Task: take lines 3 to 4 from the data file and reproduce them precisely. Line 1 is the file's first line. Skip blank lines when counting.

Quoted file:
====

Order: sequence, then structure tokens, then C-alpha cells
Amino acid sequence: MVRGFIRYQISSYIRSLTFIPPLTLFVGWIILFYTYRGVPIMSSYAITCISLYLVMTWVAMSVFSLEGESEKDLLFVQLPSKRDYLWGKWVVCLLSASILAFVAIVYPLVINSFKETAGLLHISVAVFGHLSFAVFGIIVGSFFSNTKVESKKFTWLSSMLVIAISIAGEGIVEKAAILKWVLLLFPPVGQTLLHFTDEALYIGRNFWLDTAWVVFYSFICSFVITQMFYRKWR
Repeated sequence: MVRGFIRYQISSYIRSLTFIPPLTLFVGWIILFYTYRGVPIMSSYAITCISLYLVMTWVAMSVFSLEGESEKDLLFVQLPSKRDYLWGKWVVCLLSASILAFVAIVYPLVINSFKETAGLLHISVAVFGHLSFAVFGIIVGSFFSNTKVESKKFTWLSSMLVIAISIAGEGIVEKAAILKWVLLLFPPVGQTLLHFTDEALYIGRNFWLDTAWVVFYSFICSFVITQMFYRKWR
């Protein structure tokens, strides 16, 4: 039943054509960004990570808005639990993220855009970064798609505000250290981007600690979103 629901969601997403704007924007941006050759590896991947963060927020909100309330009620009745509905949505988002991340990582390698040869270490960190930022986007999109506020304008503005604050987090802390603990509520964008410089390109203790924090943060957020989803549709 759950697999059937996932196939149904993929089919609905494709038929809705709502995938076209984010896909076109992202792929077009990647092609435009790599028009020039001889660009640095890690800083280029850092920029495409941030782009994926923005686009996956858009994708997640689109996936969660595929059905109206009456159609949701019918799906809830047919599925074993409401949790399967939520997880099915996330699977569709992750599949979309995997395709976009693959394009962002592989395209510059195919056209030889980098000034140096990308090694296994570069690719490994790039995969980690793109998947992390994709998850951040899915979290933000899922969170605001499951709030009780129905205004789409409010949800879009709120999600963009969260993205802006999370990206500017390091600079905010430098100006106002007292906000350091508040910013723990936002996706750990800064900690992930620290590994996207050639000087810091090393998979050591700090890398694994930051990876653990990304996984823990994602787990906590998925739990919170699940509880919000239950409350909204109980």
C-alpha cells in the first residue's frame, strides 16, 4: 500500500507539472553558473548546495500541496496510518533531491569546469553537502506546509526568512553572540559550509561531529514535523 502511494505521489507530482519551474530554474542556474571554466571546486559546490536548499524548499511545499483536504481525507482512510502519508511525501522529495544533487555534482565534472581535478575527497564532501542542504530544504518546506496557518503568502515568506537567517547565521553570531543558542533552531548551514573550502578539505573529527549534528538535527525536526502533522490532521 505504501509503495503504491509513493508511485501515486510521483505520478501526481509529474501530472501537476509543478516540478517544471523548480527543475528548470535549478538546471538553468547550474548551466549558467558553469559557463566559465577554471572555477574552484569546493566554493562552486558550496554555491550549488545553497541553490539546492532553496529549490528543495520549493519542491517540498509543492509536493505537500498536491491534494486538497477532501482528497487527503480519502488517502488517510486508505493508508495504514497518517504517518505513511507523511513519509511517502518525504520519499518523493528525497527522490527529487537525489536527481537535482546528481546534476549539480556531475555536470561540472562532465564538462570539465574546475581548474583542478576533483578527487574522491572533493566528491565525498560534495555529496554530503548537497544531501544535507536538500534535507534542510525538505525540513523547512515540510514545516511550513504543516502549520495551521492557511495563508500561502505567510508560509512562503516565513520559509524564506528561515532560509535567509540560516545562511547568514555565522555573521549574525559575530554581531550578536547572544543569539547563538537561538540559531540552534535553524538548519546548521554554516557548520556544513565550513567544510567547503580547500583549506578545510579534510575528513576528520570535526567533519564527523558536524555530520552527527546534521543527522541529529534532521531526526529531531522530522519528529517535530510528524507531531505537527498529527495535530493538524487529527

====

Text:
Repeated sequence: MVRGFIRYQISSYIRSLTFIPPLTLFVGWIILFYTYRGVPIMSSYAITCISLYLVMTWVAMSVFSLEGESEKDLLFVQLPSKRDYLWGKWVVCLLSASILAFVAIVYPLVINSFKETAGLLHISVAVFGHLSFAVFGIIVGSFFSNTKVESKKFTWLSSMLVIAISIAGEGIVEKAAILKWVLLLFPPVGQTLLHFTDEALYIGRNFWLDTAWVVFYSFICSFVITQMFYRKWR
């Protein structure tokens, strides 16, 4: 039943054509960004990570808005639990993220855009970064798609505000250290981007600690979103 629901969601997403704007924007941006050759590896991947963060927020909100309330009620009745509905949505988002991340990582390698040869270490960190930022986007999109506020304008503005604050987090802390603990509520964008410089390109203790924090943060957020989803549709 759950697999059937996932196939149904993929089919609905494709038929809705709502995938076209984010896909076109992202792929077009990647092609435009790599028009020039001889660009640095890690800083280029850092920029495409941030782009994926923005686009996956858009994708997640689109996936969660595929059905109206009456159609949701019918799906809830047919599925074993409401949790399967939520997880099915996330699977569709992750599949979309995997395709976009693959394009962002592989395209510059195919056209030889980098000034140096990308090694296994570069690719490994790039995969980690793109998947992390994709998850951040899915979290933000899922969170605001499951709030009780129905205004789409409010949800879009709120999600963009969260993205802006999370990206500017390091600079905010430098100006106002007292906000350091508040910013723990936002996706750990800064900690992930620290590994996207050639000087810091090393998979050591700090890398694994930051990876653990990304996984823990994602787990906590998925739990919170699940509880919000239950409350909204109980």